Snoopy the Astronaut, center, and Macy's Stars balloons
are held down by protective netting before the start of
the Macy's Thanksgiving Day Parade Thursday in New York.
NEW YORK - How high will they fly?
That's the question Thursday morning for the giant balloons at the annual Macy's Thanksgiving Day Parade.
Parade officials and the New York Police Department are keeping an eye on wind gauges along the 2.5-mile (4-kilometer) parade route that snakes through Manhattan.
Outgoing NYPD Commissioner James O'Neill said Thursday morning he's "optimistic," but that officials won't make a decision about whether the balloons will fly in the parade until right before it starts.
If wind speeds reach dangerous levels, the 16 helium balloons — including Smokey Bear and Snoopy — could be brought down to float at a lower level or taken out of the parade. The balloons have only been grounded once for weather-related reasons, in 1971.
The National Weather Service is projecting sustained winds of up to 24 mph (39 kph) with gusts to 40 mph (64 kph) during the parade.
City rules require balloons to be grounded if sustained winds exceed 23 mph (37 kph) and gusts exceed 34 mph (55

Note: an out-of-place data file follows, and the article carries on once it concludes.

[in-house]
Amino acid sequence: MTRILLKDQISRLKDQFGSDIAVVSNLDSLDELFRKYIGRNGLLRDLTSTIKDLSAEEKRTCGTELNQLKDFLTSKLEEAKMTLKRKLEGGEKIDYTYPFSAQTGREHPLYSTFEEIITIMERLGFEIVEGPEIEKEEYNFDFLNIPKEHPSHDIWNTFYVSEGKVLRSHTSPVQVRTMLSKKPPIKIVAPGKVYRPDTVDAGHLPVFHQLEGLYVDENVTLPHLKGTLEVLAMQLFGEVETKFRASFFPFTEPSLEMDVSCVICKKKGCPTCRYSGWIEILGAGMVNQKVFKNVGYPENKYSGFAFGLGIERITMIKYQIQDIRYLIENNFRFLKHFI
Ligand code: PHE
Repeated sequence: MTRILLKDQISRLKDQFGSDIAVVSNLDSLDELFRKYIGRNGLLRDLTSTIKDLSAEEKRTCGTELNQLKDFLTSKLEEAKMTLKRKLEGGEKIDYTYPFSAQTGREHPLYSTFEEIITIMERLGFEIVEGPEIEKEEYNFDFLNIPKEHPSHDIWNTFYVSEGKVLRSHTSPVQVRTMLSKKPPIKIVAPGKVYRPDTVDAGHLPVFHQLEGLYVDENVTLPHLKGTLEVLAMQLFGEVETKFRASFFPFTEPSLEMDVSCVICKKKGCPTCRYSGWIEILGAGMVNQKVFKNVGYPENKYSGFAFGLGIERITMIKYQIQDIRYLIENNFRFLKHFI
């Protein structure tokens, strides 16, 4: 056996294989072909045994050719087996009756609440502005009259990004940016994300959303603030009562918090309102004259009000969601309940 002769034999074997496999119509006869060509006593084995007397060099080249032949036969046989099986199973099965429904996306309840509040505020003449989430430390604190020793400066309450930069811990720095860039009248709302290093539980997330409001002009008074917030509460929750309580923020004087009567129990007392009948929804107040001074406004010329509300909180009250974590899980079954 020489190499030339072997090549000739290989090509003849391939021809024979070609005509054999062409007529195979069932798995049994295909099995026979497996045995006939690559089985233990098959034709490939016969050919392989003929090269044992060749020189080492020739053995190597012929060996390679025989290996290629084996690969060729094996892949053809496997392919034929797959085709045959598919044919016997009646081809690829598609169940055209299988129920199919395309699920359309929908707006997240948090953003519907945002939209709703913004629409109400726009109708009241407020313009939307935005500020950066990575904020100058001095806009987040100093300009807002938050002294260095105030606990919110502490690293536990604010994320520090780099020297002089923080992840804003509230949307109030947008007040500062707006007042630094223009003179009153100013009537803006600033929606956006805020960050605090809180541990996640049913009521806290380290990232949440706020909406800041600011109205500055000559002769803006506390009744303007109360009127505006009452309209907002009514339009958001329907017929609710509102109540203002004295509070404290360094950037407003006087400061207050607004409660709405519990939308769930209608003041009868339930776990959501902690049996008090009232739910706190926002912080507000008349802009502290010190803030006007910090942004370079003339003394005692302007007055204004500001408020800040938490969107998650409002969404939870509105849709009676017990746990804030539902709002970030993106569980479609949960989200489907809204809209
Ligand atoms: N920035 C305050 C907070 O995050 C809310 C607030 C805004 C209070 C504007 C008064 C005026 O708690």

The parade, one of the city's most popular events, features about 8,000 marchers, two dozen floats, and marching bands, ending with an appearance from Santa Claus.
Among the performers scheduled for this year are actor Billy Porter of "Pose," and singers Celine Dion, Ciara, Kelly Rowland and Idina
NYPD Chief of Police Rodney Harrison has the final say on whether the balloons fly, and how high.
The character balloons can go as high as 55 feet (16 meters) off the ground and as low as 10 feet (3 meters).
The rules requiring them to be grounded in high-wind conditions came after wind blew a "Cat in the Hat" balloon into a lamppost near Central Park in 1997, critically injuring a woman.
In 2005, eight years after the "Cat and the Hat" went off course, an M&M's balloon smacked into a lamppost in Times Square, causing cuts and bruises to a woman in a wheelchair and her 11-year-old sister.
In 2017, a gust on an otherwise calm day sent a smaller balloon into a tree branch. That one popped and fell harmlessly onto the crowd.